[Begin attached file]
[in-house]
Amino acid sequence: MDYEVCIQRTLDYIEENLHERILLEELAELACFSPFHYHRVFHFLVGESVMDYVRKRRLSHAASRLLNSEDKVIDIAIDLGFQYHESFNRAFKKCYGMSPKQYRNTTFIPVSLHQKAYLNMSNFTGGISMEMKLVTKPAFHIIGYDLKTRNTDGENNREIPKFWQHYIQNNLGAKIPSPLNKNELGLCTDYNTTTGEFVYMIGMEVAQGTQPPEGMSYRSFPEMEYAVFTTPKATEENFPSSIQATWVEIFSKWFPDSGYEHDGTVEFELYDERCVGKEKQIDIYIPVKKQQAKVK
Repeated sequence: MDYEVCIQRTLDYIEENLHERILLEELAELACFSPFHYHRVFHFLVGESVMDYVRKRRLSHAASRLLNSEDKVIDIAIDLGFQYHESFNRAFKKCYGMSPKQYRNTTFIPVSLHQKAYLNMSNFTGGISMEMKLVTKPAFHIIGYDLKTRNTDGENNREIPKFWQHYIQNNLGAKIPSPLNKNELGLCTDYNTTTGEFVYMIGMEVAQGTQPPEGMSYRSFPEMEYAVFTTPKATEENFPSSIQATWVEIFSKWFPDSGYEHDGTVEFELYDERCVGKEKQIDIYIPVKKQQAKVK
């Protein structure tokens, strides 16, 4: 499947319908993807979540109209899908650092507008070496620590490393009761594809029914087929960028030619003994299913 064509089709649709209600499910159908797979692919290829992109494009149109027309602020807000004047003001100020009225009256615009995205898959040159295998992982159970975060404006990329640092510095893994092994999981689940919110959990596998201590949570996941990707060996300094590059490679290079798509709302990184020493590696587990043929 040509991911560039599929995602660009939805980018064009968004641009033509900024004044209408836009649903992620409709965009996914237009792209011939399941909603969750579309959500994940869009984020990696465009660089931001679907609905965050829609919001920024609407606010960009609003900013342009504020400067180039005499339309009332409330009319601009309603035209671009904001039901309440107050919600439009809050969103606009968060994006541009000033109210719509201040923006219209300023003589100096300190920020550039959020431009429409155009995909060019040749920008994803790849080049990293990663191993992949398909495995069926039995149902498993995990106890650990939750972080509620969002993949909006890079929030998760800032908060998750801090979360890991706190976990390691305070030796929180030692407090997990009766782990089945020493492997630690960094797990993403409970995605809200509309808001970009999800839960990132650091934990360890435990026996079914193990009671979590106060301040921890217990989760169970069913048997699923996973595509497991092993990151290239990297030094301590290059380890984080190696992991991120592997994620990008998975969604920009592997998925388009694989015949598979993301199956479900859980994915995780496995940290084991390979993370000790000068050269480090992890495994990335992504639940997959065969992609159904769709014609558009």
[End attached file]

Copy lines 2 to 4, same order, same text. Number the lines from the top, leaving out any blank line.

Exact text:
Amino acid sequence: MDYEVCIQRTLDYIEENLHERILLEELAELACFSPFHYHRVFHFLVGESVMDYVRKRRLSHAASRLLNSEDKVIDIAIDLGFQYHESFNRAFKKCYGMSPKQYRNTTFIPVSLHQKAYLNMSNFTGGISMEMKLVTKPAFHIIGYDLKTRNTDGENNREIPKFWQHYIQNNLGAKIPSPLNKNELGLCTDYNTTTGEFVYMIGMEVAQGTQPPEGMSYRSFPEMEYAVFTTPKATEENFPSSIQATWVEIFSKWFPDSGYEHDGTVEFELYDERCVGKEKQIDIYIPVKKQQAKVK
Repeated sequence: MDYEVCIQRTLDYIEENLHERILLEELAELACFSPFHYHRVFHFLVGESVMDYVRKRRLSHAASRLLNSEDKVIDIAIDLGFQYHESFNRAFKKCYGMSPKQYRNTTFIPVSLHQKAYLNMSNFTGGISMEMKLVTKPAFHIIGYDLKTRNTDGENNREIPKFWQHYIQNNLGAKIPSPLNKNELGLCTDYNTTTGEFVYMIGMEVAQGTQPPEGMSYRSFPEMEYAVFTTPKATEENFPSSIQATWVEIFSKWFPDSGYEHDGTVEFELYDERCVGKEKQIDIYIPVKKQQAKVK
């Protein structure tokens, strides 16, 4: 499947319908993807979540109209899908650092507008070496620590490393009761594809029914087929960028030619003994299913 064509089709649709209600499910159908797979692919290829992109494009149109027309602020807000004047003001100020009225009256615009995205898959040159295998992982159970975060404006990329640092510095893994092994999981689940919110959990596998201590949570996941990707060996300094590059490679290079798509709302990184020493590696587990043929 040509991911560039599929995602660009939805980018064009968004641009033509900024004044209408836009649903992620409709965009996914237009792209011939399941909603969750579309959500994940869009984020990696465009660089931001679907609905965050829609919001920024609407606010960009609003900013342009504020400067180039005499339309009332409330009319601009309603035209671009904001039901309440107050919600439009809050969103606009968060994006541009000033109210719509201040923006219209300023003589100096300190920020550039959020431009429409155009995909060019040749920008994803790849080049990293990663191993992949398909495995069926039995149902498993995990106890650990939750972080509620969002993949909006890079929030998760800032908060998750801090979360890991706190976990390691305070030796929180030692407090997990009766782990089945020493492997630690960094797990993403409970995605809200509309808001970009999800839960990132650091934990360890435990026996079914193990009671979590106060301040921890217990989760169970069913048997699923996973595509497991092993990151290239990297030094301590290059380890984080190696992991991120592997994620990008998975969604920009592997998925388009694989015949598979993301199956479900859980994915995780496995940290084991390979993370000790000068050269480090992890495994990335992504639940997959065969992609159904769709014609558009």